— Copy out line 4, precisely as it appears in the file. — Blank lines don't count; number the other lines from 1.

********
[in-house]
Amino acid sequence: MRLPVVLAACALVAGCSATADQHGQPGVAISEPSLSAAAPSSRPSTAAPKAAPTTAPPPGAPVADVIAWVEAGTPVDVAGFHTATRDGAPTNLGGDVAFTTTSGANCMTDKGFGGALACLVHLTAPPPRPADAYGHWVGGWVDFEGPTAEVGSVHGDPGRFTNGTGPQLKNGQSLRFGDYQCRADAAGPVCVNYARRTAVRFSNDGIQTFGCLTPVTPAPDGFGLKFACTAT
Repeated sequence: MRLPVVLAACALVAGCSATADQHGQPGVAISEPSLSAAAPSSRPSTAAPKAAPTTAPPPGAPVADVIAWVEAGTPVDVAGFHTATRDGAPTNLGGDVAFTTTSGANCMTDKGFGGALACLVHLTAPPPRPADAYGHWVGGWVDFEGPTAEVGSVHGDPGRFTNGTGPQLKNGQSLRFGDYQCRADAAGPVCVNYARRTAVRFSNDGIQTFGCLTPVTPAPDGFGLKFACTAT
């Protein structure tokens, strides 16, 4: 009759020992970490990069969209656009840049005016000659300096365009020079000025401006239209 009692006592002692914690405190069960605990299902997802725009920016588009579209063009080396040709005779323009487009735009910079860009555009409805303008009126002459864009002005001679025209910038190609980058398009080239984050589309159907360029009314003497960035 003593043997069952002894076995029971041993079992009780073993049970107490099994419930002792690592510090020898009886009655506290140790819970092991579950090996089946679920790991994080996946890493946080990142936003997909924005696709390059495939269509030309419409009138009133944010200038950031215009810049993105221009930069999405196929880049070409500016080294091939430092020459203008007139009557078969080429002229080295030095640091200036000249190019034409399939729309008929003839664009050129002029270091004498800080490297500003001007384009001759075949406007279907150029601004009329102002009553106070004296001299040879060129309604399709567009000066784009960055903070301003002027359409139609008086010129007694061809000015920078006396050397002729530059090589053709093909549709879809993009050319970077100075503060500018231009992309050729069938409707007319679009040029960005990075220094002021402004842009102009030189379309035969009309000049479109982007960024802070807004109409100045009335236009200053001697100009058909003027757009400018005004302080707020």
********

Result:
């Protein structure tokens, strides 16, 4: 009759020992970490990069969209656009840049005016000659300096365009020079000025401006239209 009692006592002692914690405190069960605990299902997802725009920016588009579209063009080396040709005779323009487009735009910079860009555009409805303008009126002459864009002005001679025209910038190609980058398009080239984050589309159907360029009314003497960035 003593043997069952002894076995029971041993079992009780073993049970107490099994419930002792690592510090020898009886009655506290140790819970092991579950090996089946679920790991994080996946890493946080990142936003997909924005696709390059495939269509030309419409009138009133944010200038950031215009810049993105221009930069999405196929880049070409500016080294091939430092020459203008007139009557078969080429002229080295030095640091200036000249190019034409399939729309008929003839664009050129002029270091004498800080490297500003001007384009001759075949406007279907150029601004009329102002009553106070004296001299040879060129309604399709567009000066784009960055903070301003002027359409139609008086010129007694061809000015920078006396050397002729530059090589053709093909549709879809993009050319970077100075503060500018231009992309050729069938409707007319679009040029960005990075220094002021402004842009102009030189379309035969009309000049479109982007960024802070807004109409100045009335236009200053001697100009058909003027757009400018005004302080707020």